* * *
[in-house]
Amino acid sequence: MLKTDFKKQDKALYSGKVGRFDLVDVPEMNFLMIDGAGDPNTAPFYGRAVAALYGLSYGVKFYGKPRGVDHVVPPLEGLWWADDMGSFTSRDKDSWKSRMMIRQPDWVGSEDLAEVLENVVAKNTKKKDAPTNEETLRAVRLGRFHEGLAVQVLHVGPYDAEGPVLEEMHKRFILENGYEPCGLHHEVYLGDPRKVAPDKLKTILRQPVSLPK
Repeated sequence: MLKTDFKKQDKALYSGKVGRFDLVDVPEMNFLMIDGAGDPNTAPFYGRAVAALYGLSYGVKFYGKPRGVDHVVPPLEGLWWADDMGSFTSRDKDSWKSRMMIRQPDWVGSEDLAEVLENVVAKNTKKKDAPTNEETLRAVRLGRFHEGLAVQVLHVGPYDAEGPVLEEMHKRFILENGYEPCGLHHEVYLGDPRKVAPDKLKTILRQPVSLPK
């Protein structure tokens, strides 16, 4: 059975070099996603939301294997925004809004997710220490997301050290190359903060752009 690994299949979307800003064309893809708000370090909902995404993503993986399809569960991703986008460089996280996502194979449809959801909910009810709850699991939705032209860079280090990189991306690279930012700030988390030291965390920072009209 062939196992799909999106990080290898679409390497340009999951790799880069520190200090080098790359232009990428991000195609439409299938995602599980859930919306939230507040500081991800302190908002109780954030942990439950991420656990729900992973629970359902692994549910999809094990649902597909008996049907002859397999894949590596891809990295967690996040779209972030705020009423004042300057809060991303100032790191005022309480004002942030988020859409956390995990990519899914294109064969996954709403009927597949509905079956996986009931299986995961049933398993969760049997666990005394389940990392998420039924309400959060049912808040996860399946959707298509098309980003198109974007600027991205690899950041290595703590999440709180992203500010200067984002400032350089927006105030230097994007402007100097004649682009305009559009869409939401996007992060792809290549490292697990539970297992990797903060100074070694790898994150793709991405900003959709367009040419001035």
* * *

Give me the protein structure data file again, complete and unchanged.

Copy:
[in-house]
Amino acid sequence: MLKTDFKKQDKALYSGKVGRFDLVDVPEMNFLMIDGAGDPNTAPFYGRAVAALYGLSYGVKFYGKPRGVDHVVPPLEGLWWADDMGSFTSRDKDSWKSRMMIRQPDWVGSEDLAEVLENVVAKNTKKKDAPTNEETLRAVRLGRFHEGLAVQVLHVGPYDAEGPVLEEMHKRFILENGYEPCGLHHEVYLGDPRKVAPDKLKTILRQPVSLPK
Repeated sequence: MLKTDFKKQDKALYSGKVGRFDLVDVPEMNFLMIDGAGDPNTAPFYGRAVAALYGLSYGVKFYGKPRGVDHVVPPLEGLWWADDMGSFTSRDKDSWKSRMMIRQPDWVGSEDLAEVLENVVAKNTKKKDAPTNEETLRAVRLGRFHEGLAVQVLHVGPYDAEGPVLEEMHKRFILENGYEPCGLHHEVYLGDPRKVAPDKLKTILRQPVSLPK
């Protein structure tokens, strides 16, 4: 059975070099996603939301294997925004809004997710220490997301050290190359903060752009 690994299949979307800003064309893809708000370090909902995404993503993986399809569960991703986008460089996280996502194979449809959801909910009810709850699991939705032209860079280090990189991306690279930012700030988390030291965390920072009209 062939196992799909999106990080290898679409390497340009999951790799880069520190200090080098790359232009990428991000195609439409299938995602599980859930919306939230507040500081991800302190908002109780954030942990439950991420656990729900992973629970359902692994549910999809094990649902597909008996049907002859397999894949590596891809990295967690996040779209972030705020009423004042300057809060991303100032790191005022309480004002942030988020859409956390995990990519899914294109064969996954709403009927597949509905079956996986009931299986995961049933398993969760049997666990005394389940990392998420039924309400959060049912808040996860399946959707298509098309980003198109974007600027991205690899950041290595703590999440709180992203500010200067984002400032350089927006105030230097994007402007100097004649682009305009559009869409939401996007992060792809290549490292697990539970297992990797903060100074070694790898994150793709991405900003959709367009040419001035």